BILL ANALYSIS                                                                                                                                                                                                    

                                                                    SB 1323

                                                                     Page A

          Date of Hearing:  June 21, 2016

          Counsel:               Gabriel Caswell


                       Reginald Byron Jones-Sawyer, Sr., Chair

          1323 (Bates) - As Introduced February 19, 2016

          SUMMARY:  Includes the synthetic opioid fentanyl in an  
          enhancement statute under which a defendant convicted of any of  
          a list of specified drug commerce crimes involving heroin,  
          cocaine or cocaine base receives an additional prison term of  
          three to 25 years based on the weight of the substance  
          containing the drug involved in the case.  

          EXISTING LAW:  


                                                                    SB 1323

                                                                     Page B

          1)Provides the following penalties for commerce in cocaine,  
            cocaine base, heroin and specified opiates including fentanyl.  
              Sale includes any transfer or distribution:

             a)   Possession for sale is punishable by two, three, or four  
               years.  (Health and Saf. Code  11351.)  

             b)   Sale of fentanyl is punishable by three, four, or five  
               years.  If transportation over county lines is involved the  
               offense is punishable by 3, 6, or 9 years.  (Health and  
               Saf. Code  11352.)  

          2)Provides the following additional sentencing enhancements  
            based on the weight of the heroin, opiate or cocaine possessed  
            for sale or sold.   (Health and Saf. Code  11370.4, subd.  

             a)   1 kilogram = 3 years

             b)   4 kilograms = 5 years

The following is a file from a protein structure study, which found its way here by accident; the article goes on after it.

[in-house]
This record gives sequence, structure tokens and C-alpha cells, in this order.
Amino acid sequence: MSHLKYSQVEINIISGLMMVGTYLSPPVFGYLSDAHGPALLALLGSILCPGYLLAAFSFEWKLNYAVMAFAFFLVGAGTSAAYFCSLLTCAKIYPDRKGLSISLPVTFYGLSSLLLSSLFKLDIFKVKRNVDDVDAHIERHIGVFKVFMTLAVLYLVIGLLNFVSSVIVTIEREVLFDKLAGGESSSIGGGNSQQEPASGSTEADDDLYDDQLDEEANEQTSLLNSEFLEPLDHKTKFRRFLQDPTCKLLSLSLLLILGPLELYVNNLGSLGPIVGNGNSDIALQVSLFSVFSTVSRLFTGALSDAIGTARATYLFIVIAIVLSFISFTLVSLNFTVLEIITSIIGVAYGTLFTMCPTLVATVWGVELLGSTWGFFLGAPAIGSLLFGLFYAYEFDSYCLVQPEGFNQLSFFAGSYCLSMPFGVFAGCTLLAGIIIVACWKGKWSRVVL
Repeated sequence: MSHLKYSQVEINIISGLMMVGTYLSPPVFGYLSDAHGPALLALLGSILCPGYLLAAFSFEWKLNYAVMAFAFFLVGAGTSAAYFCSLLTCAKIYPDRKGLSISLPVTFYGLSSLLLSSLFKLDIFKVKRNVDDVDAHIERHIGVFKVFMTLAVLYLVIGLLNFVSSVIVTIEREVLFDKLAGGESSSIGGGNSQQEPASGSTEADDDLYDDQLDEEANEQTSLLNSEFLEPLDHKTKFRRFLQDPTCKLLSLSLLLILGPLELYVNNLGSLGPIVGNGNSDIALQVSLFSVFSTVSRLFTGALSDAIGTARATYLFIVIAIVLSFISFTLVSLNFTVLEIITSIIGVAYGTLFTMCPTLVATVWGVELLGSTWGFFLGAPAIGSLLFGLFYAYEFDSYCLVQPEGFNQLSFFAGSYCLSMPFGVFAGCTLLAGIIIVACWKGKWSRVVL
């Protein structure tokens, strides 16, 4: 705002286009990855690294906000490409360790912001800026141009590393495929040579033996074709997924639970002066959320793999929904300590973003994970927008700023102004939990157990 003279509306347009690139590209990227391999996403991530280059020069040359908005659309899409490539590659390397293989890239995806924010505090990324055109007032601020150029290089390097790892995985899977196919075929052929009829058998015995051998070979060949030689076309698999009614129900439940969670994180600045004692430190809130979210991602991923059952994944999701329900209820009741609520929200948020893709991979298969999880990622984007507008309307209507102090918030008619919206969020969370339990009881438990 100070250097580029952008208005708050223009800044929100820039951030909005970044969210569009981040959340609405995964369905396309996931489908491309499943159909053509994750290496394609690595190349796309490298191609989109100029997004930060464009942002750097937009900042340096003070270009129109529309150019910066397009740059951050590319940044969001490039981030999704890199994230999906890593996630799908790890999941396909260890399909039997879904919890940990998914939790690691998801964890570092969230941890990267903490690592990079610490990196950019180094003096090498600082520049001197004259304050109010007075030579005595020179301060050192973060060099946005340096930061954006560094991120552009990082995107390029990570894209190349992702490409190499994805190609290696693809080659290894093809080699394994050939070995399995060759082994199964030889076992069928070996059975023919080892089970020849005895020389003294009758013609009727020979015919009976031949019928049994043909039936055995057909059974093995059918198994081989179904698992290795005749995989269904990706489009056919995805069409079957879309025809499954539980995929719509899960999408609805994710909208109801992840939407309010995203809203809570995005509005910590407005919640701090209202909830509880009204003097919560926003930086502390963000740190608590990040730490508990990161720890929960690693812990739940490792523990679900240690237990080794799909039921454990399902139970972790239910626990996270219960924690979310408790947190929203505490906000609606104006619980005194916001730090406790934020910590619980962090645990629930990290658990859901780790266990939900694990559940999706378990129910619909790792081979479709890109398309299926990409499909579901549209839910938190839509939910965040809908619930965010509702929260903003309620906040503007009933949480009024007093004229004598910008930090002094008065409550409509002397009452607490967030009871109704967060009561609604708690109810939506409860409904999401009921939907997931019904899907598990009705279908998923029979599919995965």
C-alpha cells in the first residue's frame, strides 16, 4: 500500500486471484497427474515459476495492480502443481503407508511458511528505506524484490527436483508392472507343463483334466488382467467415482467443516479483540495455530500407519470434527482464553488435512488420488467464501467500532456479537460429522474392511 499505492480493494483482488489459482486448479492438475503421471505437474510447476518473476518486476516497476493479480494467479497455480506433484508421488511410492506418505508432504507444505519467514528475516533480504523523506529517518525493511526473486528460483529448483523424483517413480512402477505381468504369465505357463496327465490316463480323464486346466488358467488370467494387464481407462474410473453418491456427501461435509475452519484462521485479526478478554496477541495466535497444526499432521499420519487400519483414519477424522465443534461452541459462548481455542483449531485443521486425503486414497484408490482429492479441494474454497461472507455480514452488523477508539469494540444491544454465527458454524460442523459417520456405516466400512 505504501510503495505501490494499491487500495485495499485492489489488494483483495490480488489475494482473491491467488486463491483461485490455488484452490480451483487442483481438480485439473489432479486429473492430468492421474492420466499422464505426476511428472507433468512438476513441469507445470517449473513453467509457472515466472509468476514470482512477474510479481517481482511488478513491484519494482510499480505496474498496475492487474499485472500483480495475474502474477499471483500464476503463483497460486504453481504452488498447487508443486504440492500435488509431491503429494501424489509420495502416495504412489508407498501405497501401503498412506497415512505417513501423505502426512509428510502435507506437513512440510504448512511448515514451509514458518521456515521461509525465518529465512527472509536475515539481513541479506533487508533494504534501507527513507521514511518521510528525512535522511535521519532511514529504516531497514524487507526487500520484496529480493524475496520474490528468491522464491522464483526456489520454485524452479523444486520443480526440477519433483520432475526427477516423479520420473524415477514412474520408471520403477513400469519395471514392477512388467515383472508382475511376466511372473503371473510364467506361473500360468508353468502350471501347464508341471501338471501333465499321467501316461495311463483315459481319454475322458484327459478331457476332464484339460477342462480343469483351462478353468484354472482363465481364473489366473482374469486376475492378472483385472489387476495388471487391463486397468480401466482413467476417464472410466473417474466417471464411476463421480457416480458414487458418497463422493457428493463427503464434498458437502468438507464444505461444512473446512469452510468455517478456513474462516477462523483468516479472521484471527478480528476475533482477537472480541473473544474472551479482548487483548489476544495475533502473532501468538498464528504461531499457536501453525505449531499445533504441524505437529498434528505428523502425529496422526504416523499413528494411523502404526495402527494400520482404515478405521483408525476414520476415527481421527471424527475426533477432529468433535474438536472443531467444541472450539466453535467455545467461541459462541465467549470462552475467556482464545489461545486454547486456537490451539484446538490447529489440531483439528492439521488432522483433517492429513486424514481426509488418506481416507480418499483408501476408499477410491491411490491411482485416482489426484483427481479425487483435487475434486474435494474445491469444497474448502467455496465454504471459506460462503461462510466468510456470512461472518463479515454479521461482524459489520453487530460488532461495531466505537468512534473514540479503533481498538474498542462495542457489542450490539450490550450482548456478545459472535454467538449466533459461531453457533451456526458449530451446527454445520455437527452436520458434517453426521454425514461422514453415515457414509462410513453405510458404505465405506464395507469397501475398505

c)   10 kilograms = 10 years 

             d)   20 kilograms = 15 years 

             e)   40 kilograms = 20 years

             f)   80 kilograms = 25 years 

          FISCAL EFFECT:  


          1)Author's Statement:  According to the author,  "SB 1323  
            recognizes that the danger posed by fentanyl is greater than  


                                                                    SB 1323

                                                                     Page C

            that of other drugs with penalty enhancements based on weight.  
            Fentanyl is not only fifty-times stronger than heroin, but  
            also threatens the lives and safety of those who do not even  
            use it. This bill would therefore take the commonsense step of  
            adding the same enhancements for fentanyl, thereby protecting  
            unknowing users, first responders, and children.  

            "Just this year, we have witnessed the severe impact fentanyl  
            is having on our communities. In March, the Sacramento area  
            saw 52 fentanyl overdoses and 14 deaths in the period of just  
            a week. Data from Orange and Los Angeles counties reveals a  
            more than 40% increase, year-over-year, in fentanyl-related  
            deaths. In early June, we learned that beloved musical icon  
            Prince was the latest of thousands of Americans whose lives  
            have been taken by fentanyl. Without swift action, law  
            enforcement officials expect these trends to continue.

            "As demonstrated during the last fentanyl outbreak, a decade  
            ago, the best way to address this serious problem is to  
            suffocate the illegal fentanyl trade at its source. This bill  
            represents a critical step toward preventing fentanyl from  
            causing even more fatalities and damage to our state. By going  
            after the sophisticated criminal organizations that produce,  
            transport, and distribute fentanyl, we give law enforcement  
            the tools it needs to end this deadly scourge.  

            "SB 1323 amends Section 11370.4 of the Health and Safety Code  
            to include fentanyl with heroin and cocaine in the category of  
            drugs that are subject to enhancements by weight. By doing so,  
            this bill targets those distributing, trafficking, and selling  
            mass quantities of Fentanyl. The bill does not affect those  
            who use fentanyl - whether legally or illegally. It only  
            targets the high-level, illegal traffickers who are causing  
            the proliferation of fentanyl, leading to hundreds of deaths  
            throughout the state."


                                                                    SB 1323

                                                                     Page D

          2)Jail Overcrowding:  According to a recent report by the Public  
            Policy Institute of California titled Capacity Challenges in  
            California's Jails, California's county jails are facing  
            increasing adult daily populations (ADP).  Many counties are  
            facing capacity constraints on their population.  Prior to  
            realignment, 17 counties were operating under court orders  
            limiting the number of inmates in their jails.   In all, 13